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21st-century Skills and the Learning of History

Edward L. Ayers
President and History Professor, University of Richmond

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We can devise more intentional, targeted, and interesting ways of teaching history for the 21st century. . . We have the opportunity to create new tools and redefine our purposes so that we teach history with the excitement it deserves.  Read more »

Fritz Fischer
History and History Education, University of Northern Colorado

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History teachers need not change their teaching, but can and should make the case that we already teach “21st century skills” . . .. The “new” skills include “critical thinking,” “communication,” and “information literacy”—all skills taught by the strongest history teachers for decades.  Read more »

Steven A. Goldberg
President-Elect, National Council of the Social Studies

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Today’s students are digital natives. . . .. And consequently, their comfort with 21st century skills should make their learning of history even more exciting by opening the vast world of digital sources—a world unknown to their teachers when we were their age. But we still need to teach our students to think critically.  Read more »

Michelle M. Herczog
History-Social Science Consultant, Los Angeles County Office of Education

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By being intentional about developing [21st-century] skills within the history curriculum, educators can bridge the profound gap between what most students learn in school and what they need in demanding 21st century communities and workplaces.  Read more »

Jill Lepore
History, Harvard University

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Studying history is like time travel, that way. It brings you someplace else, some time else. . .. Here’s where I don’t get that feeling: staring at my computer.  Read more »

Daniel Willingham
Psychology, University of Virginia

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Using technology to meet the ambitious goals of the 21st century skills movement demands more than first meets the eye. . .. If the 21st century skills goals are to be met, there must be better professional development for teachers.  Read more »

Teachers of history from k-5

Teachers of history from k-5 struggle with sufficient depth of content to be able to devise engaging and critical lessons for students. I have seen first and second grade students work on identifying information and using it to create statements from simple primary source documents. Most teachers at these grade levels don't feel confident to even teach "the book."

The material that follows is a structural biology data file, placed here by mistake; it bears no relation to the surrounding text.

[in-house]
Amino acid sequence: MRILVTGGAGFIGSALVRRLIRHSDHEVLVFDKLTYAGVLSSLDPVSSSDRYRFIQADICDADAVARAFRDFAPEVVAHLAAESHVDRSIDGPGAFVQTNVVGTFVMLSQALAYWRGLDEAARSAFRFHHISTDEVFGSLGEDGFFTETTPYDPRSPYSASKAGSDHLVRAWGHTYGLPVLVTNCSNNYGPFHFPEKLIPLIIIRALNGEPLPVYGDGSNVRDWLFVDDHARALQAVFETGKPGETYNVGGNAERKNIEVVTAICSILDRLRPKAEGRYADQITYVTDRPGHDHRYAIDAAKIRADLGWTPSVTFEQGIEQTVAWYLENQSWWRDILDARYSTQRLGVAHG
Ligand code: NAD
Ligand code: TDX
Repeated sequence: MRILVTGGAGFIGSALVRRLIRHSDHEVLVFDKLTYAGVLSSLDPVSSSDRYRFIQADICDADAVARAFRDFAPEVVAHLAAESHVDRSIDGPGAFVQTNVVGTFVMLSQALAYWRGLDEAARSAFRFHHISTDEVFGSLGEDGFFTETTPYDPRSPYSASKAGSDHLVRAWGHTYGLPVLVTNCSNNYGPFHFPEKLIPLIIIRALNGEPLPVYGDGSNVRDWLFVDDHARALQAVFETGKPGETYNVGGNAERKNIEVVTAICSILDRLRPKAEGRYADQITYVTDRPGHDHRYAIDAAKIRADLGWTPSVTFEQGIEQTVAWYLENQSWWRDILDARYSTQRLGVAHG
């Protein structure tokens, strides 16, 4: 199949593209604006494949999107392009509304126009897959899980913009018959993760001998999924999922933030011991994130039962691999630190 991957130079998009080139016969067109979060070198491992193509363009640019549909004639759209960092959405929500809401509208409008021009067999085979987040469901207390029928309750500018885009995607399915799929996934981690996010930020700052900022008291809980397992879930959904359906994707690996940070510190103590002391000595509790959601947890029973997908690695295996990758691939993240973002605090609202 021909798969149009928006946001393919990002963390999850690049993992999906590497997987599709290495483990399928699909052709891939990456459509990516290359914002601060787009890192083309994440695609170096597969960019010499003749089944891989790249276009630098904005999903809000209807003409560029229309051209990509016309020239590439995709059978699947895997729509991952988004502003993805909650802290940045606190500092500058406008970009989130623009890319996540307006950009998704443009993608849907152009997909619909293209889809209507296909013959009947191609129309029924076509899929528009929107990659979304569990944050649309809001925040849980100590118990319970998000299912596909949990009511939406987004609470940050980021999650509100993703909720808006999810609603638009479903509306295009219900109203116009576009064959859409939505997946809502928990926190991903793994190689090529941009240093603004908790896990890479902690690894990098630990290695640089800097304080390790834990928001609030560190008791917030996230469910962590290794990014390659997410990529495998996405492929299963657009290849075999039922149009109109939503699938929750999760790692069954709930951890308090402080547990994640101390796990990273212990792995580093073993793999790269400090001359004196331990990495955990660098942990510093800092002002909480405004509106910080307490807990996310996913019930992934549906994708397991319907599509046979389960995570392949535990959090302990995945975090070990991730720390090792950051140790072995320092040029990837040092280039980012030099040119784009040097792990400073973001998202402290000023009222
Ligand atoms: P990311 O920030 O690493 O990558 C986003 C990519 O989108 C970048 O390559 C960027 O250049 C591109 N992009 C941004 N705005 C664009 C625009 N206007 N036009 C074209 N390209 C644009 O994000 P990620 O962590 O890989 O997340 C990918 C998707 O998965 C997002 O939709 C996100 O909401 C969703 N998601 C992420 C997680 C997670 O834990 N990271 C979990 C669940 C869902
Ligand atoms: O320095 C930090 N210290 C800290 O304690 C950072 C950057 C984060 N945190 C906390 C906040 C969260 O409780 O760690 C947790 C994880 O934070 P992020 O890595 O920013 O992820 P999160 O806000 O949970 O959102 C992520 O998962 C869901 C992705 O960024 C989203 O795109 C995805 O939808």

Teachers of history from 6-12 come with vast content knowledge and firmly believe that students really want to hear them "talk" their way through history. Getting these teachers to determine essential vs. non essential information is not always easy. It is even more difficult to get them to move beyond telling students how to do something (like analyze primary sources) rather than modeling and let students get actively engaged in the process.

Many teachers embrace technology for technology sake. When teachers tell me how they are going to use technology with students in a classroom, my first question is: "Are you teaching technology or using technology to teach?" It takes them awhile to get it. Teachers can teach 21st century skills and can use technology; what is needed is to help them understand the purpose of both and how these skills are easily embedded in a quality lesson.

Some good points! One of my

Some good points! One of my issues of Social Education helped me solve the dilemna of what I'm doing by just focusing on the goal and working backward. That way I'm more into "what do I need to use to get this content across" than what are the individual bits of information. Activities, both technecal and interactive, seems to flow into it better. And even though I teach 6 - 8 history, interactive is still way more effective.

That was amazin I'm doing

That was amazin I'm doing research on a math teacher history and i found u guys so ya

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